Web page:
Frog Species in Canada

Frogs are amphibians belonging to the order Anura. Worldwide, frogs are the most numerous group of amphibians, with more than 5,000 living species. They are found on all continents except Antarctica. There are 24 species of frog currently found in Canada. In addition, one species, the Blanchard’s cricket frog, is extirpated. This means that, while it continues to live in other parts of its range, it is no longer found in Canada. Five of Canada’s frog species are toads, which are frogs belonging to the family Bufonidae. While most frog species in Canada are found in the southern reaches of the country, a few, for example the boreal chorus frog, have ranges extending into Yukon and the Northwest Territories, and in the case of the wood frog, Nunavut.

Frogs are amphibians belonging to the order Anura. Worldwide, frogs are the most numerous group of amphibians, with more than 5,000 living species. They are found on all continents except Antarctica. There are 24 species of frog currently found in Canada. In addition, one species, the Blanchard’s cricket frog, is extirpated. This means that, while it continues to live in other parts of its range, it is no longer found in Canada. Five of Canada’s frog species are toads, which are frogs belonging to the family Bufonidae. While most frog species in Canada are found in the southern reaches of the country, a few, for example the boreal chorus frog, have ranges extending into Yukon and the Northwest Territories, and in the case of the wood frog, Nunavut.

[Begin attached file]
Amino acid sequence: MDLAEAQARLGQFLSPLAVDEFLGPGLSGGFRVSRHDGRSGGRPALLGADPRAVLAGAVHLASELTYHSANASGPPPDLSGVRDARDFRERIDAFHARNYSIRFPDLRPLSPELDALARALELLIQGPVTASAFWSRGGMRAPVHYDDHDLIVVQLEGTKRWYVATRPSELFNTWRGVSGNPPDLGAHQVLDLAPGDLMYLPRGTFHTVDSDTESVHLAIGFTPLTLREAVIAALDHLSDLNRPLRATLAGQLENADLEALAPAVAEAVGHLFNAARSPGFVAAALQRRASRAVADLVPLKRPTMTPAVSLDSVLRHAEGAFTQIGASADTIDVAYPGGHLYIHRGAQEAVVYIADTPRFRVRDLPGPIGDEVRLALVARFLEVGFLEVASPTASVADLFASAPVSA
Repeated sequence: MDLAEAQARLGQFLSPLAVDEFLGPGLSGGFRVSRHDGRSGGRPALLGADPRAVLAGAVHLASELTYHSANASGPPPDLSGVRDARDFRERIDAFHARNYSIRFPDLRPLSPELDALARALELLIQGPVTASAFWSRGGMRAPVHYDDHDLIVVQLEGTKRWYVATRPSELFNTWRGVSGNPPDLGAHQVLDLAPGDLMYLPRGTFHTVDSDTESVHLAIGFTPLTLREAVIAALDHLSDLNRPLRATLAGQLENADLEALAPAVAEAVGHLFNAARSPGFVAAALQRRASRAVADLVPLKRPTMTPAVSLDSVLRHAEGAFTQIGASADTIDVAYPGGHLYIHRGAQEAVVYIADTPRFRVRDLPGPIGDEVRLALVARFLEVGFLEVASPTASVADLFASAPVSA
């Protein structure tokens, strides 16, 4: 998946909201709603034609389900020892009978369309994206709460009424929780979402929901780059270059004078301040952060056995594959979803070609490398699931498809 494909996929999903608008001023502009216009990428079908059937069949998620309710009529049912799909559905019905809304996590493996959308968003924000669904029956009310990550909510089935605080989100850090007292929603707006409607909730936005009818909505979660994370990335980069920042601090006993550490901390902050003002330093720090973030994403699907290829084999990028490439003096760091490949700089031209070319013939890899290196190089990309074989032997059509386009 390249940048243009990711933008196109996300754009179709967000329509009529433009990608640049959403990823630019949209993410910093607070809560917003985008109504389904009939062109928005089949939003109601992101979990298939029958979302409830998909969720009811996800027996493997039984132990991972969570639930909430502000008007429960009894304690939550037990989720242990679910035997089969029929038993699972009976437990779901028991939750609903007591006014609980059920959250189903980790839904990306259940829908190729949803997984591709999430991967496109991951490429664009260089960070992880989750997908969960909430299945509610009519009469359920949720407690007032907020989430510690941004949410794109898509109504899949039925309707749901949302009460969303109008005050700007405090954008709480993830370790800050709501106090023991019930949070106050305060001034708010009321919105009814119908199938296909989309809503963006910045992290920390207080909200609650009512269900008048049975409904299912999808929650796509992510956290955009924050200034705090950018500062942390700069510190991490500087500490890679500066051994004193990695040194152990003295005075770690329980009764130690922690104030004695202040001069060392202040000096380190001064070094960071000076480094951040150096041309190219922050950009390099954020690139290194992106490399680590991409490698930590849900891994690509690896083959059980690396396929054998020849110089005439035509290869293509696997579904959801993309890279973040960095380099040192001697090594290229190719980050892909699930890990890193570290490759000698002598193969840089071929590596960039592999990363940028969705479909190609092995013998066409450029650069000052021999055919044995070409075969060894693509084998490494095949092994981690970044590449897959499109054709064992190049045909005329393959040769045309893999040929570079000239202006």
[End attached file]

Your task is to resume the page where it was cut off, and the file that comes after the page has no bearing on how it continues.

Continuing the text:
American Bullfrog (Lithobates catesbeianus)

Frog Species in Canada

Common Name

Scientific Name

Provinces/Territories

American bullfrog

Lithobates catesbeianus

BC, ON, QC, NB, NS

American toad

Anaxyrus americanus

MB, ON, QC, NB, NS, PEI, NL

Boreal chorus frog

Pseudacris maculata

YK, NWT, BC, AB, SK, MB, ON

Canadian toad

Anaxyrus hemiophrys

AB, NWT, SK, MB

Coastal tailed frog

Ascaphus truei

BC

Columbia spotted frog

Rana luteiventris

YK, BC, AB

Cope's gray treefrog

Hyla chrysoscelis

MB, ON

Fowler's toad

Anaxyrus fowleri

ON

Gray treefrog

Hyla versicolor

SK, MB, ON, QC, NB

Great basin spadefoot

Spea intermontana

BC

Great plains toad

Anaxyrus cognatus

AB, SK, MB

Green frog

Lithobates clamitans

BC, MB, ON, QC, NB, PEI, NS, NL

Mink frog

Lithobates septentrionalis

MB, ON, QC, NB, NS, NL

Northern leopard frog

Lithobates pipiens

BC, AB, NWT, SK, MB, ON, QC, NB, NS, PEI, NL

Northern red-legged frog

Rana aurora

BC

Oregon spotted frog

Rana pretiosa

BC

Pacific treefrog

Pseudacris regilla

BC

Pickerel frog

Lithobates palustris

ON, QC, NB, NS

Plains spadefoot

Spea bombifrons

AB, SK, MB

Rocky Mountain tailed frog

Ascaphus montanus

BC

Spring peeper

Pseudacris crucifer

MB, ON, QC, NB, NS, PEI, NL

Western chorus frog

Pseudacris triseriata

ON, QC

Western toad

Anaxyrus boreas

BC, AB, YK, NWT

Wood frog

Lithobates sylvaticus

YK, NWT, NU, BC, AB, SK, MB, ON, QC, NB, NS, PEI, NL

Description

Adult frogs typically have longer hind limbs than forelimbs, well-developed eyes, and permeable skin with mucus and poison glands. They also lack ribs and a tail. Some of the more aquatic species have well-developed webbing between their toes to assist with swimming. Adult frogs have lungs and breathe air, whereas larvae, known as tadpoles, live in the water and breathe through gills. Tadpoles have a tail with large fins and do not have legs in their early stages of development.